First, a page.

The Trump administration indicted members of an Iranian hacker network on Friday, claiming that the group was responsible for “one of the largest state-sponsored hacking campaigns” the U.S. has prosecuted.
Officials said the hackers allegedly targeted dozens of U.S. universities, companies and government agencies—as well as the United Nations—and stole around 31 terabytes of data and intellectual property from entities worldwide.
The group was allegedly hired by the Iranian Revolutionary Guard Corps (IRGC), a small division of Iran’s military tasked with defending the country’s Islamic Revolution. The IRGC is controlled by Tehran’s most hardline religious leaders, and often collects information on foreign entities. Nine of the 10 people named in the indictment were connected to the Mabna Institute, an Iranian tech firm that allegedly hacks on behalf of the IRGC.
Iranian hackers have often been viewed as less skilled and less tenacious than hackers from countries like China and Russia. But Friday’s indictment, together with recent research, suggests that this is changing quickly.
“They’re more sophisticated than the other players,” Robert Katz, executive director of the Cyber Science Institute, told Newsweek.
“They had a major coordinated attack that did damage to our financial institutions on Wall Street. That was 2012, that was before we saw Russia being organized. Shortly after that, they had a physical attack against Saudi Aramco. They destroyed computers and turned them into paperweights,” Katz described.
“All of those are very sophisticated compared to all of the unsophisticated stuff we’ve seen from North Korea and the outright silly stuff we’ve seen from Russia. The Russia stuff was just a basic phishing attack,” Katz continued. Iranian hackers also attacked a U.S. dam in 2016, an attack officials at the time called “a frightening new frontier of cybercrime.”
A Department of Justice employee put up a poster of the seven indicted hackers prior to a news conference for announcing a law enforcement action on March 24, 2016, in Washington, D.C. Alex Wong/Getty Images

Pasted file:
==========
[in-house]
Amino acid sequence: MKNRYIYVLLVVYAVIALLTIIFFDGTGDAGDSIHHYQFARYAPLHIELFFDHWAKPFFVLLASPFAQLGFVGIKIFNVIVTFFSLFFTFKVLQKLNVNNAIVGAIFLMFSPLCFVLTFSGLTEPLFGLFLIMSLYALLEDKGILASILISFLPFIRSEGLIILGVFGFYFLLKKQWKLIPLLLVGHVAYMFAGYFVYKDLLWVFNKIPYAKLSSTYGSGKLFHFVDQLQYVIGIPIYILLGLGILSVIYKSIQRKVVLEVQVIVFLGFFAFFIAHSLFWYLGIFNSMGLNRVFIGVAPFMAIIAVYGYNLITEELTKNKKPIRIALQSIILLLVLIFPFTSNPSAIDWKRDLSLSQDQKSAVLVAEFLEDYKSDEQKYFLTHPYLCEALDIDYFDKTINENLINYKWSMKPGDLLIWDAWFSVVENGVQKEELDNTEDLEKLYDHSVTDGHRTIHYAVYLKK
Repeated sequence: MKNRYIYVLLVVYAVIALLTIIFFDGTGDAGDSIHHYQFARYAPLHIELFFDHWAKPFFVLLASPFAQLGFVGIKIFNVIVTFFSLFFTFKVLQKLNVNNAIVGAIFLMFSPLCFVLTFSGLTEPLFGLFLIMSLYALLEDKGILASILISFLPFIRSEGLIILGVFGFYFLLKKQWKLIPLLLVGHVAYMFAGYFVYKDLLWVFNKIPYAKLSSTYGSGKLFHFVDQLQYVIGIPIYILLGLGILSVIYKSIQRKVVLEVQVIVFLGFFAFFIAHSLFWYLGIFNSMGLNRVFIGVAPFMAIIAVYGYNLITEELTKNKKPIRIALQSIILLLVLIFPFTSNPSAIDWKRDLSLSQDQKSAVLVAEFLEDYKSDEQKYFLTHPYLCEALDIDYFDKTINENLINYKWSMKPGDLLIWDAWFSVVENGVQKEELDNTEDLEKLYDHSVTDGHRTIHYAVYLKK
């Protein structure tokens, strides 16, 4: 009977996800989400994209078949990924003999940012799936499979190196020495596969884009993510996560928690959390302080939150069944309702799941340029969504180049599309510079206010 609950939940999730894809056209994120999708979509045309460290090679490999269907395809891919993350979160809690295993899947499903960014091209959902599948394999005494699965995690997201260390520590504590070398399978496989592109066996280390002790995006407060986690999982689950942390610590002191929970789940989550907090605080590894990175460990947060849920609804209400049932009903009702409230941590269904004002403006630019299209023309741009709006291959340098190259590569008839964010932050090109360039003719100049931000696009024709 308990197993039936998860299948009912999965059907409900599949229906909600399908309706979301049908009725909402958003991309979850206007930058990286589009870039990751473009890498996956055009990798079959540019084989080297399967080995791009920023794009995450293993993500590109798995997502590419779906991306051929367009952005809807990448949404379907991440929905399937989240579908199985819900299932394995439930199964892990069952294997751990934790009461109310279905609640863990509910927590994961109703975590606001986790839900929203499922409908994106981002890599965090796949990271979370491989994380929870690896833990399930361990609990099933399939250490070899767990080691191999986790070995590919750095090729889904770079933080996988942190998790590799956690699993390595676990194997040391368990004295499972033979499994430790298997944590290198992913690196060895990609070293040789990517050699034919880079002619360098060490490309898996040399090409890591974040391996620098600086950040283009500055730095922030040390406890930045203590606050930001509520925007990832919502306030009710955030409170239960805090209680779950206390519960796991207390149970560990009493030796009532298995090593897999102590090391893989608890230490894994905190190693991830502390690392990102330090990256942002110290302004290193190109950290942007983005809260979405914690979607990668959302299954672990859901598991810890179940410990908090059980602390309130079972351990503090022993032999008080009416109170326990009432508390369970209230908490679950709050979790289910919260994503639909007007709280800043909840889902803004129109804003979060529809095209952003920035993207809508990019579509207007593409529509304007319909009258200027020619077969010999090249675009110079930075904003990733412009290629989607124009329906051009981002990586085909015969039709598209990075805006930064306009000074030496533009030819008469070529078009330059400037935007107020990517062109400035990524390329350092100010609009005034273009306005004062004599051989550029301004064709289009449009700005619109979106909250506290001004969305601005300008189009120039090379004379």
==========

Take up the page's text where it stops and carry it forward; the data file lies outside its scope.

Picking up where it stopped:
China, North Korea, Iran and Russia are among the world’s biggest state sponsors of cyber attacks. But experts say that only Chinese hackers steal more intellectual property than Iranian hackers. Russian hackers, meanwhile, are often easy to track.
Reports suggest that Iran, however, has developed a sophisticated network of hackers who are skilled and trained in cyberespionage, and who often go undetected.
A report released in January by the Carnegie Endowment for International Peace claimed that cyber incidents involving Iran have been among the most sophisticated and costly in the history of the Internet.
“Offensive cyber operations have become a core tool of Iranian statecraft, providing Tehran less risky opportunities to gather information and retaliate against perceived enemies at home and abroad,” the report stated, adding that the hackers often work on behalf of Iran’s Ministry of Intelligence or the IRGC.
“Though Iran is generally perceived as a third-tier cyber power—lacking the capabilities of China, Russia, and the United States—it has effectively exploited the lack of preparedness of targets inside and outside Iran,” the report continued.
Russian hackers have garnered a lot of attention over the past year, especially in the wake of the 2016 hack of the Democratic National Committee by hackers believed to be affiliated with the Russian government. But this has drawn attention away from Iranian hackers. Some cybersecurity experts say the decision to target Iranian hackers demonstrates that the U.S. government is starting to take the threat seriously.
“A country such as Iran can gain through intellectual property cyber theft what it could never develop through its own investments, years of development, and human knowledge and expertise. The country can gain the cyber espionage expertise through an ecosystem of ‘hackers for hire’ willing to steal on Iran’s behalf for a fee,” Steve Grobman, chief technology officer for the cybersecurity firm McAfee, told Newsweek
“At its most basic level, the theft of intellectual property is a theft of the future. It’s a theft of future national security, future business for companies, future wealth for a nation’s communities, future high paying jobs and future standards of living for a nation’s citizens,” Grobman continued.
This isn’t the first time the U.S. government has indicted foreigners in response to cyber attacks. Special counsel Robert Mueller indicted 13 Russian operatives and three entitites—including the notorious Internet Research Agency—for meddling in the 2016 U.S. election, and the Obama administration indicted members of China’s military in response to attacks on U.S. companies by Chinese state-sponsored hackers. The U.S. also indicted seven Iranian hackers in 2016 for cyber attacks on a dam and several banks.
Read more at Brinkwire.